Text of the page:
Shipyard Modernization Effort: – Steve Lagana (NAVSEA PMS-555), Robert Tye and Aaron Jones (Siemens) provided an overview of a plant simulation effort that includes the creation of digital twin models of four public shipyards. Siemens uses digital threads to connect the digital twins. The model can be run under various scenarios to test the effect on a given variable. It also allows resources to be constrained such as certification and required skillsets. They ran through a simulation and described how it could be used to compare “as-is” with “what-if” scenarios to optimize production systems and logistics processes. (Slides not posted…awaiting a new version)
Q&A – A Q&A occurred after each briefer finished their presentation. Questions and answers will be posted on the JTEG website with these minutes.
Closing Comments: Greg Kilchenstein thanked the presenters for their contributions and all the work being done to support digital maintenance capabilities efforts across DoD sustainment. He suggested continuing the information exchange beyond the forum and the importance of collaboration within the DoD maintenance community.
- All cleared briefing slides were posted to the JTEG website at http://jteg.ncms.org/ prior to the forum start.
- Obtain Distribution “A” level slides for the three remaining briefs.
Next JTEG Meeting: The next scheduled JTEG virtual forum is 28 July 2020, 1:00 – 3:00 pm EST. The topic is “Expeditionary Repair”.
POC this action is Ray Langlais, firstname.lastname@example.org, (571) 633-8019
Digital Twin: LtCol Lay (B-1 PM) and Melinda Hock (NIAR)
Q1. How is the B1 CBM+ efforts integrated with the digital twin effort?
A1. Currently, the B-1 doesn’t use CBM+.
Q2. Are you using the 2D data to generate the 3D tech data? Do you have any IP issues with the OEM?
A2. No issues with the OEM. We are matching the two and looking for the differences.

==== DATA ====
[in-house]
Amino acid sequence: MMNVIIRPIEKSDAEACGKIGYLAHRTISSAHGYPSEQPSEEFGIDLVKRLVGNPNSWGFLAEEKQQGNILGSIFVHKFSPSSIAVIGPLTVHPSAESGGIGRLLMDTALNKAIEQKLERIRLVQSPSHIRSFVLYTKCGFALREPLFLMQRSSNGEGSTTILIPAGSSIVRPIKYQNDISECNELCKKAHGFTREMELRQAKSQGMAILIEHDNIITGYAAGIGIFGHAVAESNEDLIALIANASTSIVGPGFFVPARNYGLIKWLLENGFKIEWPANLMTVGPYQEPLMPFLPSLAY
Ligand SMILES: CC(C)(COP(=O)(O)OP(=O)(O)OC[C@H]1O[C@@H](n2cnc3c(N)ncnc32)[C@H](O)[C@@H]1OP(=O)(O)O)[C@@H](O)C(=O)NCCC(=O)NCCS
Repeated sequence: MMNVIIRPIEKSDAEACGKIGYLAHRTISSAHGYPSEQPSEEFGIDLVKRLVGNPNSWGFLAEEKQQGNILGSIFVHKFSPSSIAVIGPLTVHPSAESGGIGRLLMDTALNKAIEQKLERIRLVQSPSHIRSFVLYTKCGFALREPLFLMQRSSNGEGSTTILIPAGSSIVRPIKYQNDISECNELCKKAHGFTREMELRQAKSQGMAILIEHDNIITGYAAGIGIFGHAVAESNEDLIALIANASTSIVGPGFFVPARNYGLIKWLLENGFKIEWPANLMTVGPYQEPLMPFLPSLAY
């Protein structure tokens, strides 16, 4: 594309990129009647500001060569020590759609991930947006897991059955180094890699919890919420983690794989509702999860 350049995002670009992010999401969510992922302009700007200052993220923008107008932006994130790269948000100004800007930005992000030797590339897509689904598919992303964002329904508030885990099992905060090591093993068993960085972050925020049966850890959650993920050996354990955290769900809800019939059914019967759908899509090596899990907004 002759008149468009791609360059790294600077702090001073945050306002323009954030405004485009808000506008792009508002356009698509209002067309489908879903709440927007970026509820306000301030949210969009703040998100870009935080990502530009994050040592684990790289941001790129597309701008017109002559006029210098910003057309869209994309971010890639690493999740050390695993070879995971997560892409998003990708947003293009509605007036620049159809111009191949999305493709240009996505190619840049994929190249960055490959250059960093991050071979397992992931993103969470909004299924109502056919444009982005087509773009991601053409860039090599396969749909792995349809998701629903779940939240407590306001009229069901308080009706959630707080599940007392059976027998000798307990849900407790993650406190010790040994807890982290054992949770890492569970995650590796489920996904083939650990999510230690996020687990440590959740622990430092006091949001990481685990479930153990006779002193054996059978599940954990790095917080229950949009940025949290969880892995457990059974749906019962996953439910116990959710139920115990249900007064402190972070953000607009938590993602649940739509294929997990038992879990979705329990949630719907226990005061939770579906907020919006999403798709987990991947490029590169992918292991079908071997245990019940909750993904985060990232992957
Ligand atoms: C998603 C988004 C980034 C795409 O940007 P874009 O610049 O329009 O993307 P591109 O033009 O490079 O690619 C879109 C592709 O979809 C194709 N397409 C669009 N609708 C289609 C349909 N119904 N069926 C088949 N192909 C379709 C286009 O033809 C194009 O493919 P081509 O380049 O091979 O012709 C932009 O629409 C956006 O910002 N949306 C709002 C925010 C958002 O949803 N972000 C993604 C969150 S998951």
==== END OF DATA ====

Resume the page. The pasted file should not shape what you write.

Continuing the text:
Q3. Is the BI leveraging the previous A-10 effort and lessons learned? and has this helped to streamline the B-1 effort?
A3. They will partner with us in reviewing the efforts. We have a list of lessons learned.
Q4. What is your confidence level for how representative your scanned model is for the remainder of the fleet? Was production variability a consideration?
A4. Production variability is a consideration. However, we don’t believe variability is enough to not make it worthwhile. It is definitely still beneficial and can be used to compare to other aircraft.
Connected Vehicle Platform – Raj Paul (Microsoft)
Q1. How is Microsoft leveraging AI and Machine learning to advance prognostics maintenance?
A1. The holy grail is from the data we essentially create. You can do analysis using the data including predictive analysis.
NAVAIR: Gabe Draguicevich
Q1. What has been your biggest challenge in getting your MBE/ALE/IDRN off the ground and working?
A1. The IT infrastructure. Permissions to put together the network, data stand-up, cyber, hardware, and certification for use can take years.
Q2. If you had to provide advice to another large engineering and sustainment enterprise regarding where to start this journey, what would it be?
A2. There is little that I would change of what we did. I recommend breaking it up into fundamental elements, i.e. manufacturing efforts, engineering efforts, etc. Quality, logistics, production, and other groups need to be involved early on in the process.
Shipyard Modernization Effort – Steve Lagana (NAVSEA PMS-555), Robert Tye and Aaron Jones (Siemens)
Comment: The digital twin of how maintenance and sustainment occur in a Naval Shipyard allows users to analysis, conduct what-if scenarios, and use as a tool to determine how to modernize / recapitalize.
Q1. In your next move, how do you plan to put the models together?
A1. The long-term plan: Once all the modules are complete, we can create “standardized shipyards” that integrate sensors and create smart shipyards where the system has the ability to monitor itself. Once that’s done, we plan to establish a centralized control center which can check schedules and status’. The end state envisioned is a completely integrated shipyard infrastructure and management.